Kalida active shooter training: "This is as real as we can make it"

"This is about as real as we can make it and doing it in a safe aspect," says Kalida Police Chief Jim Gulker.

Putnam County first responders spent their weekend at Kalida High School learning how to be proactive in an active shooter situation. The Tactical Emergency Causality Care, or T.E.C.C., training shows how different emergency services like police, fire, and EMS can work together in order to diffuse the situation as quickly as possible.

"It's simulating what we would actually do in a real life with real-life weapons, and use that training in conducting and getting through the actual event, and doing it safely, efficiently, and try to save as many people but eliminate the threat at the same time," says Gulker. 

Using airsoft rifles and real gear, the trainees went through the motions as if a real active shooter was in the school. Kalida students volunteered to play injured people with varying problems along the way. They even used fake bombs, hand grenades, and trip wires to make the situation feel all the more real.

It is hard to imagine a local community like Kalida ever needing this sort of knowledge, but it is becoming more and more apparent that mass shootings can happen anywhere to anyone.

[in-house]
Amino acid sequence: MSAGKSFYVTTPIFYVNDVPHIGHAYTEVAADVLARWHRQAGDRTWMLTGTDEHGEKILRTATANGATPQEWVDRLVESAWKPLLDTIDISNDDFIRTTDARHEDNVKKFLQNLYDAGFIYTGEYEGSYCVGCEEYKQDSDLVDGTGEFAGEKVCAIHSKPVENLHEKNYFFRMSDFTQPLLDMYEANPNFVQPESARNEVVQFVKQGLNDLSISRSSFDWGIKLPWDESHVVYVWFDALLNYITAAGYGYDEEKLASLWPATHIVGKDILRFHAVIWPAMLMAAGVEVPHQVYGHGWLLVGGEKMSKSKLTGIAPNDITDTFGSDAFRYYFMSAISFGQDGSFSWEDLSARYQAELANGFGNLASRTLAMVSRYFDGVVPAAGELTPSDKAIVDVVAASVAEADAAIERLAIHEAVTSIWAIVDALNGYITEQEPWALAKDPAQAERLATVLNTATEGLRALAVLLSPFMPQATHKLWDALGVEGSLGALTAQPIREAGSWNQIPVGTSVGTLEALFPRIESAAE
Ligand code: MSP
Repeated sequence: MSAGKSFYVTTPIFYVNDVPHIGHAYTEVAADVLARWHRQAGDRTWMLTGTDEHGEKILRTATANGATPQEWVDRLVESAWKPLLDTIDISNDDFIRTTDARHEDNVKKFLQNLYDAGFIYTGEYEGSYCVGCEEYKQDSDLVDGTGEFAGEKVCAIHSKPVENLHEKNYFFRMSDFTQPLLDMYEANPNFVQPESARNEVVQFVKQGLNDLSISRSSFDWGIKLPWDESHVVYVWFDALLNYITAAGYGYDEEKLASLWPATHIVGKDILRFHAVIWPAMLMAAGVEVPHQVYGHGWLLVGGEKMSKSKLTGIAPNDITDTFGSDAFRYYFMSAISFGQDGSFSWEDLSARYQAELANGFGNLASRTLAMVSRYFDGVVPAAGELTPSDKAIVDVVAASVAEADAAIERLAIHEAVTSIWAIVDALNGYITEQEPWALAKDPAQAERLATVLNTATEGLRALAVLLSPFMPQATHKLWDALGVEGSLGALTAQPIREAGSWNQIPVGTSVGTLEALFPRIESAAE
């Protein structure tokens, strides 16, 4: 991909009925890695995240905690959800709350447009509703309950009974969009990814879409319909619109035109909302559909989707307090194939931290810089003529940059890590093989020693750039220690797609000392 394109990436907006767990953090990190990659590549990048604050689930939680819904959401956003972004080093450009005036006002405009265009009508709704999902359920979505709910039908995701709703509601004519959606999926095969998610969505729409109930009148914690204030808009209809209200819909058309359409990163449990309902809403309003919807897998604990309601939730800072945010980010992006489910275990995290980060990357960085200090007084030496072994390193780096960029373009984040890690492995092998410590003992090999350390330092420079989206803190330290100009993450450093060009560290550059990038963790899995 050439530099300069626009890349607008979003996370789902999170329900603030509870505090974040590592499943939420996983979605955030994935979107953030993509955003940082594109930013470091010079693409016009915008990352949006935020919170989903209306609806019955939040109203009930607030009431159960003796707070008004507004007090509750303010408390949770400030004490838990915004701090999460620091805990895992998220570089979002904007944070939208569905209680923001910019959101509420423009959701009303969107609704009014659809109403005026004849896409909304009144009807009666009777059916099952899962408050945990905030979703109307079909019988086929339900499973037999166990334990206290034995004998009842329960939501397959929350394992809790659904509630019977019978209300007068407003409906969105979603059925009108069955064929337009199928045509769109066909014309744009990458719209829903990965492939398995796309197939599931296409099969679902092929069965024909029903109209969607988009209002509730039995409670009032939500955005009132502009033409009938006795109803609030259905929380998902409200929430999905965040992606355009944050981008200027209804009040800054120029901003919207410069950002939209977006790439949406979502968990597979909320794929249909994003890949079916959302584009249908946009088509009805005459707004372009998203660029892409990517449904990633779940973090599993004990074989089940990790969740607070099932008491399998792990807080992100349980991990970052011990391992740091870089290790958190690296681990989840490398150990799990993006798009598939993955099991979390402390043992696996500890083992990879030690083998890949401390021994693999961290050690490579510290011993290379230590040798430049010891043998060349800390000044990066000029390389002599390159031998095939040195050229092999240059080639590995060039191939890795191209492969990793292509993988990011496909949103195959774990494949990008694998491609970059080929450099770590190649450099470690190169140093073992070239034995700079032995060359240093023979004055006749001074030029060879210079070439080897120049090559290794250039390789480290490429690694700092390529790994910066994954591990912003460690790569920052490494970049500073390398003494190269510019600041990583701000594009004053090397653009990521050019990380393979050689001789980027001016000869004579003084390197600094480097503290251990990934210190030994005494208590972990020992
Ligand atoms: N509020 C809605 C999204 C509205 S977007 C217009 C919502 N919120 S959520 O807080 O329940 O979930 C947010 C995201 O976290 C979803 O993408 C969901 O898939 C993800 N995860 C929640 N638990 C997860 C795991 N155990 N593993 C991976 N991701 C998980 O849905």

"As we've seen from the events of the past more recently it hasn't been big cities," says T.E.C.C. instructor Matthew Homik. "It's been small towns, small communities, and no one is immune from the situation that's happening, unfortunately."

The simulation feels just as real to the students volunteering their time. Kalida senior Chandler Hopkins says it made him realize his school is just as vulnerable to an active shooter as any, but seeing his local law enforcement take such a proactive approach to the safety of their students is comforting.

"It feels definitely real; they have gunshots going through the hallways and flash bangs going off, and people screaming," says Hopkins. They're taking it seriously and I think it's a good thing. Makes me feel like they can do their job, you know, you think they should be able to do it but then you see it in action and it gives you some confidence as well."

And while it is not easy to see students on the ground, fake injuries or not, Gulker believes this type of realistic training is what first responders need to experience.

"I think this is going to start catching on and more and more people are going to realize that this is what we have to do," says Gulker. "This training is what we need to do to catch up on the wave of violence in our schools."